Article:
Wednesday, November 17, 2010
Track 29 (Nicolas Roeg, 1988)
While David Lynch has always been the most obvious influence on director Richard Kelly, I've sometimes wondered if Kelly hasn't also drawn from Nicolas Roeg's dizzying and enigmatic Track 29. Roeg's film (loosely based off a Dennis Potter teleplay) isn't as overt as Kelly's are, but it nevertheless occasionally bubbles with notions of some vague, possibly supernatural mythology operating on levels subterranean from the action occurring on the screen. The "plot" (I use the term only out of necessity) deals with an alcoholic housewife played by Theresa Russell who is one day paid a visit by a young, infantile Englishman (Gary Oldman) who claims to be her son. He could be real, he could be the product of a disturbed mind, or, as the film tantalizingly suggests if you squint hard enough, he could be existing on some kind of fantastic or even abstract middle ground.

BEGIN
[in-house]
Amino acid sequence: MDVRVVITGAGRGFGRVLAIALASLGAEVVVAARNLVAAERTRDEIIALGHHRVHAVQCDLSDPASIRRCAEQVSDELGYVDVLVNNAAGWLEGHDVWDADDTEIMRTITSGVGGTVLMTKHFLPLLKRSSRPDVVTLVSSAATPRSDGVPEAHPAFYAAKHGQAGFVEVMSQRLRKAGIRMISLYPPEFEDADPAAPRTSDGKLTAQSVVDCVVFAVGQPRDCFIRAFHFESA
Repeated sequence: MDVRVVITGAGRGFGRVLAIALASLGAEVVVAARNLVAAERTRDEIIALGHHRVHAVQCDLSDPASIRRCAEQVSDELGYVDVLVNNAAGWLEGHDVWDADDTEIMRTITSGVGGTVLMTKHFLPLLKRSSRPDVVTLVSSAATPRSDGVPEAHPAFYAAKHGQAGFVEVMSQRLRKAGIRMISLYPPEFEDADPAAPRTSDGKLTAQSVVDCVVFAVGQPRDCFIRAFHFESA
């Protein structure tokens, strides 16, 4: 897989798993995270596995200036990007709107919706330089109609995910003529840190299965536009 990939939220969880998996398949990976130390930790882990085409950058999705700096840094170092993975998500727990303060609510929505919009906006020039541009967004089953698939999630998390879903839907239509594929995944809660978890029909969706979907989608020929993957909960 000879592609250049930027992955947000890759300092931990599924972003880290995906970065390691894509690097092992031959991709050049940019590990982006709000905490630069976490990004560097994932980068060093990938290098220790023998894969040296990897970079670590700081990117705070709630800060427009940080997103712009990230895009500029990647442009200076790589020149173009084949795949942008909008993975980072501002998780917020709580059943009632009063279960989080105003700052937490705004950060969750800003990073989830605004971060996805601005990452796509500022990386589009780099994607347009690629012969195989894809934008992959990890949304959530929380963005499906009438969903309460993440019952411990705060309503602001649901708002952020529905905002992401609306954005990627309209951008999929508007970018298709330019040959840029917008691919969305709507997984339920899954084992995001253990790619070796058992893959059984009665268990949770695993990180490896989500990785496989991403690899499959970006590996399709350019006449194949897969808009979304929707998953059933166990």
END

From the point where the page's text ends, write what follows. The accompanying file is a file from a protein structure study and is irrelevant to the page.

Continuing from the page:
And that is one layer. There are others, all the way down to the numerous odd background details that may or may not work as signifiers, as well as the painfully awkward acting choices that are made, aspects that at times almost suggest a sloppy, muddled uncertainty in the direction. But of course we are dealing with Nic Roeg, a very fine and indeed thoughtful/deliberate director who is no doubt acutely aware of everything going on here, and surely has his reasons. So what does it all add up to? I'm not sure, but I'm also not sure that it matters. With Track 29 Roeg has made an often baffling and endlessly fascinating film that I keep returning to, one that for all of its frustrations and ambiguities persists in its uniqueness, and the feeling that it's told a tale very much worth telling. Is it a major Roeg work? At the very least it deserves reappraisal and consideration as such. If someone could release a DVD of it here in the States before the format becomes entirely extinct, well that'd be swell.